Until recently, no targeted treatment was available for HER2 negative breast cancers, those are negative for Estrogen Receptor (ER), Progesterone Receptor (PR) and Human Epidermal Growth Factor Receptor (HER2).
A multicenter study led by researchers at UC Davis describes new, paradoxical characteristics of the most common type of breast cancer. The findings shed light on how the disease can evade treatment.
HER2-positive breast cancers are routinely treated with drugs that target the HER2 protein, such as Herceptin (Trastuzumab) with good results. However, until recently, there has been little reason to administer these targeted treatments to patients with HER2-negative cancer.
Now such HER2-negative breast cancers are being treated effectively with anti-HER2 treatments. The mechanism was not clearly understood.
The research, led by Jian Jian Li, director of translational research in the UC Davis Department of Radiation Oncology, examined breast tumors previously thought to lack the HER2 protein, which, when over-expressed, is associated with disease recurrence.
Researchers, rather found a small groups of aggressive, treatment-resistant HER2-positive breast cancer stem cells (BCSCs in such tumors.
Breast cancers differ on the cellular level. Whether a tumor contains HER2, an estrogen receptor protein, a progesterone receptor protein or all three or none can have an enormous impact on the tumor's aggressiveness, the patient's overall prognosis and treatment choices.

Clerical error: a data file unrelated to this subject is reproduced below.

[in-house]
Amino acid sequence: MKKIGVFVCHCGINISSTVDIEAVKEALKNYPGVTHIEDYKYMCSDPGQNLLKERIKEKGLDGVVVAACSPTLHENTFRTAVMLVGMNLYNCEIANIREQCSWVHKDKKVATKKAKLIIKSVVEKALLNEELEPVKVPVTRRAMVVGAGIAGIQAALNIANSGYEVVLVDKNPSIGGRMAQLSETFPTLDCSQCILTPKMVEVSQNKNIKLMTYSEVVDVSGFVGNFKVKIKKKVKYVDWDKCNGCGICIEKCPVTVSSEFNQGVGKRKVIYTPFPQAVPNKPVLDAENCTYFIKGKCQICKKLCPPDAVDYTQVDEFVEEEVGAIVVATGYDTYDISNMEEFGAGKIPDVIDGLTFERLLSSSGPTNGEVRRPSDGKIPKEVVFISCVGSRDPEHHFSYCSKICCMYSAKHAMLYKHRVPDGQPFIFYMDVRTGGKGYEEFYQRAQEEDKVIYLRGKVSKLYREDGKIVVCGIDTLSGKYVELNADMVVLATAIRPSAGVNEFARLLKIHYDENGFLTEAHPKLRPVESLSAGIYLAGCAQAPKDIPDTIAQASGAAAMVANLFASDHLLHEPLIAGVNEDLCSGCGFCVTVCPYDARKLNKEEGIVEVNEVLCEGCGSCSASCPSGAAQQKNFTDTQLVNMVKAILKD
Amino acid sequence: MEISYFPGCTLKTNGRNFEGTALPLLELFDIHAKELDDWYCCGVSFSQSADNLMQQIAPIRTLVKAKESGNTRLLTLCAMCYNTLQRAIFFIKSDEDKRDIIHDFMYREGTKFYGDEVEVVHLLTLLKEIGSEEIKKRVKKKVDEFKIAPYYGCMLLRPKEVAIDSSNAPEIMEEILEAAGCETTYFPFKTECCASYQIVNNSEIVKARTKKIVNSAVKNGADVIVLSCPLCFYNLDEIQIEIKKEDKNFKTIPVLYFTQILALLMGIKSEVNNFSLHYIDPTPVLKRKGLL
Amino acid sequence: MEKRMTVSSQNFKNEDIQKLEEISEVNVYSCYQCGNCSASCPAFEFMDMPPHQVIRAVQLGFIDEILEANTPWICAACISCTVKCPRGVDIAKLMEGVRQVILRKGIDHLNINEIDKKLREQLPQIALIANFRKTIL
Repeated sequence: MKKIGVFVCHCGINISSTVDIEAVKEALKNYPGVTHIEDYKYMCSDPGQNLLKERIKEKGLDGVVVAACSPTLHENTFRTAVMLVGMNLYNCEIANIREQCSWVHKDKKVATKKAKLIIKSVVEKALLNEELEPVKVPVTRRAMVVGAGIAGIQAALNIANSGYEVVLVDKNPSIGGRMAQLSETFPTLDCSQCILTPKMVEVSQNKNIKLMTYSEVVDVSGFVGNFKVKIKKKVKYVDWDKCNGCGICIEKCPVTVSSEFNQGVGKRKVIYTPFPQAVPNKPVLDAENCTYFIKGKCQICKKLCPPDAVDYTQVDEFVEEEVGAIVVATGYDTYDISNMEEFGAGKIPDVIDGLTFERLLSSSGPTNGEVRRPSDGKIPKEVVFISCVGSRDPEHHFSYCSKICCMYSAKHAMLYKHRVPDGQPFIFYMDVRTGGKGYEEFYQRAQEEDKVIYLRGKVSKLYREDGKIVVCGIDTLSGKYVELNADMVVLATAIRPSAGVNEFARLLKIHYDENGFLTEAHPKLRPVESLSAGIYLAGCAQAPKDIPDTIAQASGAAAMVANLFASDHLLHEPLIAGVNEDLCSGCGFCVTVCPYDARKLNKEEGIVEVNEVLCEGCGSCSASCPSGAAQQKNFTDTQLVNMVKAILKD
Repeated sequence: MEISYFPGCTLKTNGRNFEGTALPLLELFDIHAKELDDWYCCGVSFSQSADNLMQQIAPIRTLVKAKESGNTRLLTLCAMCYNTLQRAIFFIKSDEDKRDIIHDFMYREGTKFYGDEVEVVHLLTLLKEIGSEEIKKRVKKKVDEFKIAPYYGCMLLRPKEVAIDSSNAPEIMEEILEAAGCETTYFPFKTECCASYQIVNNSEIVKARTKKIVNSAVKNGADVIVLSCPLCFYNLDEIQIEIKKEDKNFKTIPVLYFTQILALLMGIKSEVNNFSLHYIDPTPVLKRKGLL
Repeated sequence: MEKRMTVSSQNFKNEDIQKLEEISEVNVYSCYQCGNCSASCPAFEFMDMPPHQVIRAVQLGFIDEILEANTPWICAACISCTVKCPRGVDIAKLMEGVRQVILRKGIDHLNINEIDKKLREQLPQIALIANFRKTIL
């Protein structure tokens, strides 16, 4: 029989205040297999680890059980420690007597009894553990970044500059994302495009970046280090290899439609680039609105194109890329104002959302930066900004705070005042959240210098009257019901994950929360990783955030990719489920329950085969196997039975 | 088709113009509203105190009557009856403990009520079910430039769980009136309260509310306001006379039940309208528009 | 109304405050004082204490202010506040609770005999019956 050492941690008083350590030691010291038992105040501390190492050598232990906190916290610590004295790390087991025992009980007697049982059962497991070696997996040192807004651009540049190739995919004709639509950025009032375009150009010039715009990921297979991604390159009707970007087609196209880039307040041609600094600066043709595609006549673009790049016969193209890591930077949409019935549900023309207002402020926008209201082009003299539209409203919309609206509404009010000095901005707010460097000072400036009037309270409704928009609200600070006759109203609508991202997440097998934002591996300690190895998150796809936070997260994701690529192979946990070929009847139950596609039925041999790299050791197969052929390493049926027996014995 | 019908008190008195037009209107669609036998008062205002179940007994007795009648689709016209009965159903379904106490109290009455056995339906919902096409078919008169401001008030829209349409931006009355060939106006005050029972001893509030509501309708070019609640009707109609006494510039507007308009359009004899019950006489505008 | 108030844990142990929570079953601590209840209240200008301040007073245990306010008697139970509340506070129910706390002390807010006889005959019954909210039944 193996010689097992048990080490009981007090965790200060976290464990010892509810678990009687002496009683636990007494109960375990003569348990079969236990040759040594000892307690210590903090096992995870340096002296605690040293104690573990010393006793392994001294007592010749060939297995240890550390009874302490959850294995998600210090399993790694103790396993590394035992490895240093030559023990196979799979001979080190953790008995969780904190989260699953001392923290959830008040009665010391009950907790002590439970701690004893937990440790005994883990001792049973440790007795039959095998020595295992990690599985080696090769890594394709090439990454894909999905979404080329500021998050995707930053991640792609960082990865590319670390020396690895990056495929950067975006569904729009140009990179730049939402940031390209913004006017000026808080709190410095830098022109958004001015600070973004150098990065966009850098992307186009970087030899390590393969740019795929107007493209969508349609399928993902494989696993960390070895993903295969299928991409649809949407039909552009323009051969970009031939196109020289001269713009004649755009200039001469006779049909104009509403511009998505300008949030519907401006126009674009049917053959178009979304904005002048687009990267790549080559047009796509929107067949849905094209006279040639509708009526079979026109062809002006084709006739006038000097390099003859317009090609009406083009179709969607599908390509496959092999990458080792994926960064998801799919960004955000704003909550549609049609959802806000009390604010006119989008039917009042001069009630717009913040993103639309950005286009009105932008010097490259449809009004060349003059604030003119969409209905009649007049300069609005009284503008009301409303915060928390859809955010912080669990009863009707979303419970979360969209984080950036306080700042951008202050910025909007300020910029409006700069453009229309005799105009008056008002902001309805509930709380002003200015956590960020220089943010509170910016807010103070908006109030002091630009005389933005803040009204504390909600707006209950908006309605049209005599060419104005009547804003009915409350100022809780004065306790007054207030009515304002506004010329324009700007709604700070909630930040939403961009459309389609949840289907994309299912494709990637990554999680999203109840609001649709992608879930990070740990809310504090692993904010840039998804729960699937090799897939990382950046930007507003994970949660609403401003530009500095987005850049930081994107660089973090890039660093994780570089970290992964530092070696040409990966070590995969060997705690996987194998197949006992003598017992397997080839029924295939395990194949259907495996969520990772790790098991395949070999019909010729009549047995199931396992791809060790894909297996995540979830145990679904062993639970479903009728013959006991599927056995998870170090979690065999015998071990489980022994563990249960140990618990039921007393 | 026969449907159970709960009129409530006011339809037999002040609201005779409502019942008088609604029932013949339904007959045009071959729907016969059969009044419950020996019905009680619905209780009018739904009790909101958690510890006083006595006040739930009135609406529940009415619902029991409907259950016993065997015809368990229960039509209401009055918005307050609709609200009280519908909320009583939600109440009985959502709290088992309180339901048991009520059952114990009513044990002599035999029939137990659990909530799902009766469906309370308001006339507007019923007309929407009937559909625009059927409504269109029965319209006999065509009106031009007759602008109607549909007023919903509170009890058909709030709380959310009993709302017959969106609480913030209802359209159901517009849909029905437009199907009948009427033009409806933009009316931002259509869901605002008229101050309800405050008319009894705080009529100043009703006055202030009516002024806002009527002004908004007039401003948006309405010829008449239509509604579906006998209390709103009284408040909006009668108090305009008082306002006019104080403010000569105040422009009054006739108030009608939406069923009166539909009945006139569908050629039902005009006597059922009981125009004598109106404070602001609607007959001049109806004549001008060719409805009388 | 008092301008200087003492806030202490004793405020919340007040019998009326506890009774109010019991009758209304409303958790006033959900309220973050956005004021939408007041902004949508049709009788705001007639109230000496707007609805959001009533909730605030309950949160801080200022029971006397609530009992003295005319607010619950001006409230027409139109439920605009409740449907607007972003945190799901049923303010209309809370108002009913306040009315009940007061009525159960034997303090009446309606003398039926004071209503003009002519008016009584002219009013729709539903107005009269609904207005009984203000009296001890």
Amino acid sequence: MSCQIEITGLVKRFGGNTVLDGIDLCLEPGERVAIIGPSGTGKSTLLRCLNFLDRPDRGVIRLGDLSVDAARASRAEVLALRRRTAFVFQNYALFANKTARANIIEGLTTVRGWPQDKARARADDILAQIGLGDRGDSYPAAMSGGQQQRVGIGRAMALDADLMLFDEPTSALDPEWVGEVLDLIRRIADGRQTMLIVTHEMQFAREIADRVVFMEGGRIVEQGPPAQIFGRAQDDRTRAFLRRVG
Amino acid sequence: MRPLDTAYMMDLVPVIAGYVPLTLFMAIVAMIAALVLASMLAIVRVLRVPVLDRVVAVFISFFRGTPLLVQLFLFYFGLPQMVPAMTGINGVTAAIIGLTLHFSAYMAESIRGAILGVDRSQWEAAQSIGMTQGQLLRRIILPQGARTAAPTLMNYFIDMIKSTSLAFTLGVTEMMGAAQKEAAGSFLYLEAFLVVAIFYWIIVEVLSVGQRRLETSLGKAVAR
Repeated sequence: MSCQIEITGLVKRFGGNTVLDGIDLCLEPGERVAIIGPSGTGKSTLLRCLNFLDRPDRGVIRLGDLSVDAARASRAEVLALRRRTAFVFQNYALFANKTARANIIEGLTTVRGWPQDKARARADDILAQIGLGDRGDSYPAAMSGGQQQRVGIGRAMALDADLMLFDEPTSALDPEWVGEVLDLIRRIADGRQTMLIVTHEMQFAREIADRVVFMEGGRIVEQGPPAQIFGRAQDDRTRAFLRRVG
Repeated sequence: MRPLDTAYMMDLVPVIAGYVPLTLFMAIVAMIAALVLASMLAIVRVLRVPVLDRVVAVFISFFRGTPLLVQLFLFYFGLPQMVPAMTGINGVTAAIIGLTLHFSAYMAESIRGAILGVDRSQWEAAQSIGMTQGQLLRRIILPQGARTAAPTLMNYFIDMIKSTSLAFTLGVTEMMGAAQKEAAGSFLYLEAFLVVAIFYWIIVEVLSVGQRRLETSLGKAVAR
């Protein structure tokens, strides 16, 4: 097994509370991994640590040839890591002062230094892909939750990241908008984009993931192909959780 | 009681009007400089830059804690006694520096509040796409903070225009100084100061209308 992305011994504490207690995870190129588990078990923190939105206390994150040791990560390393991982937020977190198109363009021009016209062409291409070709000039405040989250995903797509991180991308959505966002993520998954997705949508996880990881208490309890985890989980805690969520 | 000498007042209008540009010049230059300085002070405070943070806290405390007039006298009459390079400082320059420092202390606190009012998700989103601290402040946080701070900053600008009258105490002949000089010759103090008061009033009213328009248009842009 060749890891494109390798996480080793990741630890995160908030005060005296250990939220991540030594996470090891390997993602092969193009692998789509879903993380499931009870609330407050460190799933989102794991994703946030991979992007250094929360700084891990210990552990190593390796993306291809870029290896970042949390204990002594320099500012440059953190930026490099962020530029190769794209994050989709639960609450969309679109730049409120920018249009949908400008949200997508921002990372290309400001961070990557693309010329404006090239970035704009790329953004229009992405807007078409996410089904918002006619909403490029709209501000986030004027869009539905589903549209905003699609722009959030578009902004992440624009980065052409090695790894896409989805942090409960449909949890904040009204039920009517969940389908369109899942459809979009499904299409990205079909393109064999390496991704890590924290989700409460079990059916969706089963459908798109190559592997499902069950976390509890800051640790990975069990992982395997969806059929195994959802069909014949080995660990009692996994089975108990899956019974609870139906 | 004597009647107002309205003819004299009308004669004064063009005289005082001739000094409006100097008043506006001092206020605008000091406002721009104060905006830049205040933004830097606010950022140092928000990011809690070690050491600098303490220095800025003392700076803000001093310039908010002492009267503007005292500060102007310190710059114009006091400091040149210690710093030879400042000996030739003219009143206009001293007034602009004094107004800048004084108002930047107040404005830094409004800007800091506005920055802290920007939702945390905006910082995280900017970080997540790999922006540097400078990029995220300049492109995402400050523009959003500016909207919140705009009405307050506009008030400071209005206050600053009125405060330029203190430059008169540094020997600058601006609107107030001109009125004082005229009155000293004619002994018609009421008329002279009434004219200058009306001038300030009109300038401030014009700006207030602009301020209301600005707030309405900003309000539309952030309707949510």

They also analyzed the stem cells for CD44 and CD24, cell surface proteins that indicate cancer aggressiveness and act as BCSC markers.
The team found that the HER2-positive, CD44 positive, CD24 negative/low BCSCs were more aggressive and highly resistant to radiotherapy. These characteristics were significantly reduced by Herceptin or short interfering RNA.
HER2 and CD44 positive BCSCs were found in 57.1 percent of primary tumors and 84.6 percent of recurrent tumors.
In addition to identifying this previously hidden group of HER2-positive stem cells, further examination provided new insights into how these BCSCs maintain their resistance to treatment.
A complex network of proteins, including HER2 and STAT3, modulate metastasis, programmed cell death and other functions. As a result, these cells survive the gamut of traditional anti-cancer therapies.
This research provides detailed confirmation that HER2 treatment can potentially improve outcomes in HER2-negative breast cancers.
The original article, published in the Medicalxpress can be accessed here.